This archived news story is available only for your personal, non-commercial use. Information in the story may be outdated or superseded by additional information. Reading or replaying the story in its archived form does not constitute a republication of the story.
SEATTLE, Oct 18, 2004 (United Press International via COMTEX) -- Canadian scientists say folk with diabetes mellitus have three to four times the risk of liver cancer than non-diabetic people.
The researchers, from the University of Montreal, also found people with diabetes mellitus have more than twice the risk of developing pancreatic cancer than non-diabetic individuals.
The work, presented Monday at the Third Annual Frontiers in Cancer Prevention Research Meeting in Seattle, is based on comparing 3,288 men diagnosed with 12 different cancer types to 509 healthy individuals to determine whether those reporting a prior diagnosis of diabetes were more likely to have cancer.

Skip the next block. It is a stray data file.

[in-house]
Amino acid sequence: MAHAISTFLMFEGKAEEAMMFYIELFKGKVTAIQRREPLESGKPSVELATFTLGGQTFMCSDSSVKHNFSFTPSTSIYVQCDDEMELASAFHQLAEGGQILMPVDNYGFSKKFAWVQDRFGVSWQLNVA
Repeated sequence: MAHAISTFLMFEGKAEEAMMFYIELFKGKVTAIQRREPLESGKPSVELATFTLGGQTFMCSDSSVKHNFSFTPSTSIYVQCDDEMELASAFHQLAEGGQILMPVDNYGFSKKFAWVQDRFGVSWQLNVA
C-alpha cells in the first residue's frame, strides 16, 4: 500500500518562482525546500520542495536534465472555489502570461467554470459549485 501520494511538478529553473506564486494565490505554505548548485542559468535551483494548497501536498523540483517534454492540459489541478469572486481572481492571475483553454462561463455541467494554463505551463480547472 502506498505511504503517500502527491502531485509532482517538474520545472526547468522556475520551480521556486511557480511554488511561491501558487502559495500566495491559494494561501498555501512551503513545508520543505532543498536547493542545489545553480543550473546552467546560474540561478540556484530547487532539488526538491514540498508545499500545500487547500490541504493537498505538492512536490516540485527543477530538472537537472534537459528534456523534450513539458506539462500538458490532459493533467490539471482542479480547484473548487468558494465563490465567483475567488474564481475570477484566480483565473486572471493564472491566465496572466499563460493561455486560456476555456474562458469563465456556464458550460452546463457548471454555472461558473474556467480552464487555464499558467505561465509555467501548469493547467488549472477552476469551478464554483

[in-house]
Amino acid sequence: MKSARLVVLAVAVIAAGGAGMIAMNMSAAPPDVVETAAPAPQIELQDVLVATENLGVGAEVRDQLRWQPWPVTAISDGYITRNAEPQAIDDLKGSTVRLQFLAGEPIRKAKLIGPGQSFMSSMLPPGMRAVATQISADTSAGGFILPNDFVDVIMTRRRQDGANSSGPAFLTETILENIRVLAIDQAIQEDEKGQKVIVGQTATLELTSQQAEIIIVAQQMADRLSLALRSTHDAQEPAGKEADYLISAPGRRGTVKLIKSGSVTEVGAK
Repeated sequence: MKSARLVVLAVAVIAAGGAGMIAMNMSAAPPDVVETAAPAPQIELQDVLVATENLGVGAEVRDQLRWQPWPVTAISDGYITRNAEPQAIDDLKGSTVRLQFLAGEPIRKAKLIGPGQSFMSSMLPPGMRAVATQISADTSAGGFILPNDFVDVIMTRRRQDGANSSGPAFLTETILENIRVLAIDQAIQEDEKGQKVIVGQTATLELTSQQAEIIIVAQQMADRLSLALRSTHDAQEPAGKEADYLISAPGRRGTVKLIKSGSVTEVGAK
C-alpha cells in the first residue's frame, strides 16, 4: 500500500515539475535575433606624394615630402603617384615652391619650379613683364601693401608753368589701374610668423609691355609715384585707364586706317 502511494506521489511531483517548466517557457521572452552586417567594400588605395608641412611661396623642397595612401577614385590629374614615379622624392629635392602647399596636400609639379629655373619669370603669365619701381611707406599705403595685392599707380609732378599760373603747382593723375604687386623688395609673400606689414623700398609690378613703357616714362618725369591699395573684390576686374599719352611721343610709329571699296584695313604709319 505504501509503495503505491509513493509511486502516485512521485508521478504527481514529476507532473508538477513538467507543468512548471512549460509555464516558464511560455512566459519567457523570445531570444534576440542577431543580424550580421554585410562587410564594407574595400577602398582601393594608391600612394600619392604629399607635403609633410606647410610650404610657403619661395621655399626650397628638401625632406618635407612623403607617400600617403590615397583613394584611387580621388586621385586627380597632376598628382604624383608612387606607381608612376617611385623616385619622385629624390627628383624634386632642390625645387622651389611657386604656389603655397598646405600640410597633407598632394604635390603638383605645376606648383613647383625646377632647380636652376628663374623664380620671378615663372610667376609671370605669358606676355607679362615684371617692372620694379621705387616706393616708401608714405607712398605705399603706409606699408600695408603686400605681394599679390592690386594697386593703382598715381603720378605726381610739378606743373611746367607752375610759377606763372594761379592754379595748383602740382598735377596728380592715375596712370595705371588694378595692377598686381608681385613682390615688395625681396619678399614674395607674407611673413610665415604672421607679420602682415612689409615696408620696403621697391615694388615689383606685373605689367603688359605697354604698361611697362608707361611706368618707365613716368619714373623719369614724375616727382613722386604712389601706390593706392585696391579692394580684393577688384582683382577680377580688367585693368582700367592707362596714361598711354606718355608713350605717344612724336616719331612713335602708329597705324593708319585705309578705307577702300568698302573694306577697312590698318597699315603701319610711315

"Among those who reported being diabetic, there was a three-fold increased risk for liver cancer," said Marie-Claude Rousseau. "When we looked at the individuals who reported taking medication for their diabetes, the risk for liver cancer increased to almost four-fold, compared to individuals who were not diabetic."
Rousseau noted that these findings were independent of the body mass index of the individuals.
In this study, diabetics did not have increased risks for other cancer types, including melanoma, non-Hodgkin's lymphoma, cancers of the esophagus, stomach, colon, rectum, lung, prostate, bladder and kidney.
Copyright 2004 by United Press International.